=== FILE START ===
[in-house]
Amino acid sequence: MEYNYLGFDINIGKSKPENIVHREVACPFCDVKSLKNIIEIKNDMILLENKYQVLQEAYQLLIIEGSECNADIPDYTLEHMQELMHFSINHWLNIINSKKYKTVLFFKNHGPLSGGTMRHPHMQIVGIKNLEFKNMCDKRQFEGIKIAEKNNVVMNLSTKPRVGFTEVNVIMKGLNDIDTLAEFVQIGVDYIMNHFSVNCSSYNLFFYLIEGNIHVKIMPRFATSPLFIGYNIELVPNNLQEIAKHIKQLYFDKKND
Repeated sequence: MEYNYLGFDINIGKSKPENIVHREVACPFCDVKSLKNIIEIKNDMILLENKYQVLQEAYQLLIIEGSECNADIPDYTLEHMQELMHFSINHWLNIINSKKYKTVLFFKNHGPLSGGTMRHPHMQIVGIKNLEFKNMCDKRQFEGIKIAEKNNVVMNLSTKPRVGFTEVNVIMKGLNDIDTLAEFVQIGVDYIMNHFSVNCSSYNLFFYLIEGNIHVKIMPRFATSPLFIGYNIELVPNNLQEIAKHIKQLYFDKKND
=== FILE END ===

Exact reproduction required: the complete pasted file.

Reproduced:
[in-house]
Amino acid sequence: MEYNYLGFDINIGKSKPENIVHREVACPFCDVKSLKNIIEIKNDMILLENKYQVLQEAYQLLIIEGSECNADIPDYTLEHMQELMHFSINHWLNIINSKKYKTVLFFKNHGPLSGGTMRHPHMQIVGIKNLEFKNMCDKRQFEGIKIAEKNNVVMNLSTKPRVGFTEVNVIMKGLNDIDTLAEFVQIGVDYIMNHFSVNCSSYNLFFYLIEGNIHVKIMPRFATSPLFIGYNIELVPNNLQEIAKHIKQLYFDKKND
Repeated sequence: MEYNYLGFDINIGKSKPENIVHREVACPFCDVKSLKNIIEIKNDMILLENKYQVLQEAYQLLIIEGSECNADIPDYTLEHMQELMHFSINHWLNIINSKKYKTVLFFKNHGPLSGGTMRHPHMQIVGIKNLEFKNMCDKRQFEGIKIAEKNNVVMNLSTKPRVGFTEVNVIMKGLNDIDTLAEFVQIGVDYIMNHFSVNCSSYNLFFYLIEGNIHVKIMPRFATSPLFIGYNIELVPNNLQEIAKHIKQLYFDKKND